They say that, on one hand, Castro is allowing the Cuban people, and more specifically the Cuban state apparatus, to become accustomed to the leadership of his brother Raul. On the other hand, Castro is carefully watching for hints as to how the world — and, more importantly, the United States — will react to his final departure.
Cubans remain very proud of Castro, even those who don't share his vision. They know that, among the world's many peoples, they have the most audacious and brilliant of leaders. They respect his intellectual machismo and rigour.
But Castro's leadership can be something of a burden, too. They do occasionally complain, often as an adolescent might complain about a too strict and demanding father.
The Jefe (chief) sees all and knows all, they might say. In particular, young Cubans have told me that an outsider cannot ever really imagine what it is like to live in such a hermetic society, where everyone has an assigned spot and is watched and judged carefully. You can never really learn on your own, they might say.
The Jefe always knows what is best for you. It can be suffocating, they say.
I met a young man in the small provincial town of Remedios who worked there as a cigar roller. We shared a great love for the works of Dostoyevsky.
When I expressed to him my excitement at meeting a fellow aficionado of Russian literature, he flatly told me: "Yes, Fidel has taught me to read and to think, but look what work he sets me out to do with this education: I roll cigars!"
Cuba under Castro is a remarkably literate and healthy country, but it is undeniably poor. Historians will note, however, that never in modern times has a small, peaceful country been more subjected to unfair and malicious treatment by a superpower than Cuba has by the United States.
From the very start, the United States never gave Castro's Cuba a choice. Either Castro had to submit himself and his people to America's will or he had to hold his ground against them.
Which is what he did, in the process drawing the Cuban people into this taxing dialectic that continues to this day. Cubans pay the price and may occasionally complain of their fate, but they rarely blame Castro. The United States never fails to make the Cuban people well aware of its spite for this small neighbouring country that dares to be independent.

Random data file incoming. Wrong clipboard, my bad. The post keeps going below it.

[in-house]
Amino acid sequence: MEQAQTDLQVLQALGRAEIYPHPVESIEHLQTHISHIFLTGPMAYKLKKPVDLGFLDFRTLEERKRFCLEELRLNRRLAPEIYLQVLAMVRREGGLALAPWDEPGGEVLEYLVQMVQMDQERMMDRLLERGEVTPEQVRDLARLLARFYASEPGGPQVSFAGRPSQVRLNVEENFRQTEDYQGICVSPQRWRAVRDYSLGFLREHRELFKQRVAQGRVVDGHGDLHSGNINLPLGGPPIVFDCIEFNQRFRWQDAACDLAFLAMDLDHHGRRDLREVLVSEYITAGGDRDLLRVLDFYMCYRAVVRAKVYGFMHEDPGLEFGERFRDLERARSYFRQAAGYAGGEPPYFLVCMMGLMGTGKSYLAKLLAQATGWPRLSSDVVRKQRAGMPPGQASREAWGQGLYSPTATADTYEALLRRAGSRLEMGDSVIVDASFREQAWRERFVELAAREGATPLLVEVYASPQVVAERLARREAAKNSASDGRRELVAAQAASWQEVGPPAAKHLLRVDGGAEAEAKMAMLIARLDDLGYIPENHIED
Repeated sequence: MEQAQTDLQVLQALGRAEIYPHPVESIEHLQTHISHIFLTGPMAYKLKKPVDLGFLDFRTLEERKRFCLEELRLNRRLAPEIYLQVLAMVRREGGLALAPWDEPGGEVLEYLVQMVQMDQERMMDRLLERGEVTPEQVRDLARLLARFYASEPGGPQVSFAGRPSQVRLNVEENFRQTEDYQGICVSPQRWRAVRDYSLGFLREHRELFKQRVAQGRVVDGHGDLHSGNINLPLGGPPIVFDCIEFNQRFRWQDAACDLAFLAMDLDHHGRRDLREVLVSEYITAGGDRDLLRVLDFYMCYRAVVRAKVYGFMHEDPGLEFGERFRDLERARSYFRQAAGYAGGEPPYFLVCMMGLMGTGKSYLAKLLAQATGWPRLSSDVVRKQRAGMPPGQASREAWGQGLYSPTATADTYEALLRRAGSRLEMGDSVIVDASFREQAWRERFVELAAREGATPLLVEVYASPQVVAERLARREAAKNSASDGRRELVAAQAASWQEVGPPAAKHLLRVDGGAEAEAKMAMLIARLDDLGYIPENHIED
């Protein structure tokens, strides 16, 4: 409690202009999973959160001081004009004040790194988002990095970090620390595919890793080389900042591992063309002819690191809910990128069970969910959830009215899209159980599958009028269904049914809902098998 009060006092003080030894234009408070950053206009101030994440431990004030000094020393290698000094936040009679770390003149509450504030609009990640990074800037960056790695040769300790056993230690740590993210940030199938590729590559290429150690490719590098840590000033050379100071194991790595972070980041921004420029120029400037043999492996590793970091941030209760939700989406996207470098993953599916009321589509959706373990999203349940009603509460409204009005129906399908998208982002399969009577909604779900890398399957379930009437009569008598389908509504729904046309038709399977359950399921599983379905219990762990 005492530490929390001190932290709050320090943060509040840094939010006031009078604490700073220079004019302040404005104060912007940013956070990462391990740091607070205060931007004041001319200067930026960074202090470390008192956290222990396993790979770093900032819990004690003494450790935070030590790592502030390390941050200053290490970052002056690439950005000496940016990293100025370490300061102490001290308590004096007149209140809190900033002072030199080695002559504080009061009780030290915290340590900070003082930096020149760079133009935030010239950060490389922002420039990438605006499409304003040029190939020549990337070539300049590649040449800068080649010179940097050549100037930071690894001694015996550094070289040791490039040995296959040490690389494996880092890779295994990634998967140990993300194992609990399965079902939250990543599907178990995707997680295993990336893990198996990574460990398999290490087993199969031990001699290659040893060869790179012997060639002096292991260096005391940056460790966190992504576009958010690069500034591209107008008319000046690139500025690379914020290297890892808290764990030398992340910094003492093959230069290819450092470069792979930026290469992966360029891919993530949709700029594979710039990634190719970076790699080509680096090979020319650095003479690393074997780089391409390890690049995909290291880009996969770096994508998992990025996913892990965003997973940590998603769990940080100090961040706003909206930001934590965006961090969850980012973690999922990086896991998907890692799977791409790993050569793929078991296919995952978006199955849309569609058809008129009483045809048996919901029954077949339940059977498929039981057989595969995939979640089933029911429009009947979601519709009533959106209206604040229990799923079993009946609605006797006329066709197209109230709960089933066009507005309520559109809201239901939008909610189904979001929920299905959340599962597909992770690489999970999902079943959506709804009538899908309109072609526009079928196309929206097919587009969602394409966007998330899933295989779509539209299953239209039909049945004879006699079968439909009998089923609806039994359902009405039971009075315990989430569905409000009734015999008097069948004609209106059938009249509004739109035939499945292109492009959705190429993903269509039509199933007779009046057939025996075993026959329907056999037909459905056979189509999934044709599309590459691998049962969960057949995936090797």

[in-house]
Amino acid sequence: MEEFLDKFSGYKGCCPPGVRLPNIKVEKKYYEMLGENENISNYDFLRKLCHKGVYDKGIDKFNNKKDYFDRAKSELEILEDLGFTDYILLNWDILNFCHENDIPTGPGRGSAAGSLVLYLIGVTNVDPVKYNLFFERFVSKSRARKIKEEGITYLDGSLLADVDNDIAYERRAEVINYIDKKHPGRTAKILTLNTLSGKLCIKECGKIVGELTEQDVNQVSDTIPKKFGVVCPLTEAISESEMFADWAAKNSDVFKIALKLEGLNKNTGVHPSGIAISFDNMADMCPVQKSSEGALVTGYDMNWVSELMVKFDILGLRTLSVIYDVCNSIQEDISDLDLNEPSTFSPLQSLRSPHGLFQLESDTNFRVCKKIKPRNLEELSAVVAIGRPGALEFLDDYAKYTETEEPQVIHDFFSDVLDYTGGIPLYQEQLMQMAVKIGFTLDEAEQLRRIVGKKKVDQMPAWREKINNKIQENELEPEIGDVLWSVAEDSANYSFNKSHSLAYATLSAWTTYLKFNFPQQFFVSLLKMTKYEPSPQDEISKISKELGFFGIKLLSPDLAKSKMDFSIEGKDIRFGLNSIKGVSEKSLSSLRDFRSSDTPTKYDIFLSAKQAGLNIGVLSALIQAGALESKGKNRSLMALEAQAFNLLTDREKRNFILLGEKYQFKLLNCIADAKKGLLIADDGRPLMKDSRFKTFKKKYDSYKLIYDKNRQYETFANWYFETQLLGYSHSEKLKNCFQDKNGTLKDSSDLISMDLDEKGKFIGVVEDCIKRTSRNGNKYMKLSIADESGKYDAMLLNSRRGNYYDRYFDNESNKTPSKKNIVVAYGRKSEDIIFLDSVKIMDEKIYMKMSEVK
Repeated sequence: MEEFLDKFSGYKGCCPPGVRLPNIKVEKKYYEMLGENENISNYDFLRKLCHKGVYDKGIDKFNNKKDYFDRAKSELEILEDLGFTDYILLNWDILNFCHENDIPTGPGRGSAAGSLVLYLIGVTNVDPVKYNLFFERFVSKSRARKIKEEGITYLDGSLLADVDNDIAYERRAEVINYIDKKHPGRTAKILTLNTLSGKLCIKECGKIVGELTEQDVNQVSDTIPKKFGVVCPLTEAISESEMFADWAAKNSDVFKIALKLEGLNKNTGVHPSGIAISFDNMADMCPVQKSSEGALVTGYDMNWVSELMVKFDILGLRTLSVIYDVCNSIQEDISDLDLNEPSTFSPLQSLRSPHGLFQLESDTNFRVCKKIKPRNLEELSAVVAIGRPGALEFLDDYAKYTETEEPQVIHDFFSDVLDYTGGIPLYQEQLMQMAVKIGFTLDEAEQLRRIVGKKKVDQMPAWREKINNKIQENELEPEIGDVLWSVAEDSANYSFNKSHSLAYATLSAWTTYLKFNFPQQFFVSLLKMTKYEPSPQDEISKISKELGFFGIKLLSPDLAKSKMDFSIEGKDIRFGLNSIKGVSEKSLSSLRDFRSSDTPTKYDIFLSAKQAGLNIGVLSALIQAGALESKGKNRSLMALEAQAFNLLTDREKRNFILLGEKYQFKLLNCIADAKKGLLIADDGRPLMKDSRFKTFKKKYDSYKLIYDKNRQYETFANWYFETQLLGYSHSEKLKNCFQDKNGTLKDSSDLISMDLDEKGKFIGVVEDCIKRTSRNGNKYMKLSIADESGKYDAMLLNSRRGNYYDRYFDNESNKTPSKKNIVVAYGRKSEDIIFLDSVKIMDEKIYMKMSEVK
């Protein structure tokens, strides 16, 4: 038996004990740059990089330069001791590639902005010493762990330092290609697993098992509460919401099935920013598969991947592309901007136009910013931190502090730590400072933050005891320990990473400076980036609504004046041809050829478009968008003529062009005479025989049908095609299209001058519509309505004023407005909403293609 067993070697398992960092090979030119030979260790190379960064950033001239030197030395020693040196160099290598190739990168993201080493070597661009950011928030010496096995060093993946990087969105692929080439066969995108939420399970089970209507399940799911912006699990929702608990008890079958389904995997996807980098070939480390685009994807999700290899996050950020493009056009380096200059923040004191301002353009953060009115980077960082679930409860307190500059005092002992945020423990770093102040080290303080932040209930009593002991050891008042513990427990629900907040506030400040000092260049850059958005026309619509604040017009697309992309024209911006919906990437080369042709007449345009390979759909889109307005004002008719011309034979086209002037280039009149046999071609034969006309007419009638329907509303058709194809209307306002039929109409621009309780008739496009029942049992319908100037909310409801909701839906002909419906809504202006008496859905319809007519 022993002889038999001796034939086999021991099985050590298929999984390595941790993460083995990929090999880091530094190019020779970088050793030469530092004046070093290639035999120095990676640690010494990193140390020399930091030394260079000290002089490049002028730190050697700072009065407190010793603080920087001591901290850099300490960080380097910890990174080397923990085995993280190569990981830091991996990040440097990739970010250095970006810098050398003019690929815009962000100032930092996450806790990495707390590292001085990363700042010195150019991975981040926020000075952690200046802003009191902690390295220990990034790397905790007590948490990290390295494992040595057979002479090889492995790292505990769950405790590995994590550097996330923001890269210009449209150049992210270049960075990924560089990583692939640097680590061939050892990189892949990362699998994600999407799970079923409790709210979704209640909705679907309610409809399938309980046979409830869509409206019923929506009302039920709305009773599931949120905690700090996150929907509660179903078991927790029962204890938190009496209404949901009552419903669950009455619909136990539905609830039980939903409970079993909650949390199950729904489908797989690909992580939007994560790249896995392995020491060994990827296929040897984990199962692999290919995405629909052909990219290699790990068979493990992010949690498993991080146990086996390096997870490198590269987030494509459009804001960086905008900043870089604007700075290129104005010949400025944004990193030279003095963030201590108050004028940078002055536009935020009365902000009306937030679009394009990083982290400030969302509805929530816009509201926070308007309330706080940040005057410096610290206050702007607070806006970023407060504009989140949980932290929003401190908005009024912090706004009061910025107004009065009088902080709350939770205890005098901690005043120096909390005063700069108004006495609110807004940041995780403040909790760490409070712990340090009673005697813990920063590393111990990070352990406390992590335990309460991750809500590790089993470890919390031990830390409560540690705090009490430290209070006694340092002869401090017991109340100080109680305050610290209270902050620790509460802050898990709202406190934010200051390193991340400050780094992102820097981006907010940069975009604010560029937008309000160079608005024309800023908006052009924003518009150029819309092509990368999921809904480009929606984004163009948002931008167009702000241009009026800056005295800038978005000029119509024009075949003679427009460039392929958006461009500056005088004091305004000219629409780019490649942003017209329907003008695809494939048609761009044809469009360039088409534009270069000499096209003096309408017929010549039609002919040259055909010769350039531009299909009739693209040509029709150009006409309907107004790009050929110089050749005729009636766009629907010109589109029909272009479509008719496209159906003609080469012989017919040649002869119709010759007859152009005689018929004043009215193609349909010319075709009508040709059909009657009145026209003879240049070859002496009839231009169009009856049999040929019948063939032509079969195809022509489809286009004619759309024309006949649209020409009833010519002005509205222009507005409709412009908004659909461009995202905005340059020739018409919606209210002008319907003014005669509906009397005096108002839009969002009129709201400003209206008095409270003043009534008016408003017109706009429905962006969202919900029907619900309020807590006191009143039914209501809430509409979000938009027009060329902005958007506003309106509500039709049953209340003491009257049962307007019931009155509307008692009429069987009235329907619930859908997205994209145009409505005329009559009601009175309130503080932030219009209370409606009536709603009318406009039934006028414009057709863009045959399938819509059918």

With the possible exception of Nelson Mandela, already well into retirement, Fidel is the last of the global patriarchs. Reason, revolution and virtue are becoming more and more distant and abstract concepts. We will perhaps never see another patriarch.
We thus have to conceive of the departure of the last patriarch in psychoanalytical terms. The death of the father doesn't signal our liberation from him — quite the contrary. The death of a father so grand and present as Castro will, rather, immortalize him in the minds of his children.
It is true that Cubans may eventually cast away the communist orthodoxy of the revolution. They will become tempted by American capital and values as soon as the embargo against them is lifted, something that will surely follow in the not so distant future. They will have new opportunities for individual fulfilment and downfall. Without a doubt, Cuba without Castro will not remain unchanged.
But Cubans will continue to be subjected to Castro's influence. Whether they like it or not, they will continue to be called out by his voice, by his questions, by his inescapable rationality, which, whether they heed its call or not, demands they defend the integrity of Cuba and urges them to seek justice and excellence in all things.
For a generation to come, they will be haunted by the vision of a society that never existed and probably never will exist, but which their once-leader, the most brilliant and obsessed of all, never stopped believing could exist and should exist.
Cubans will always feel privileged that they, and they alone, had Fidel.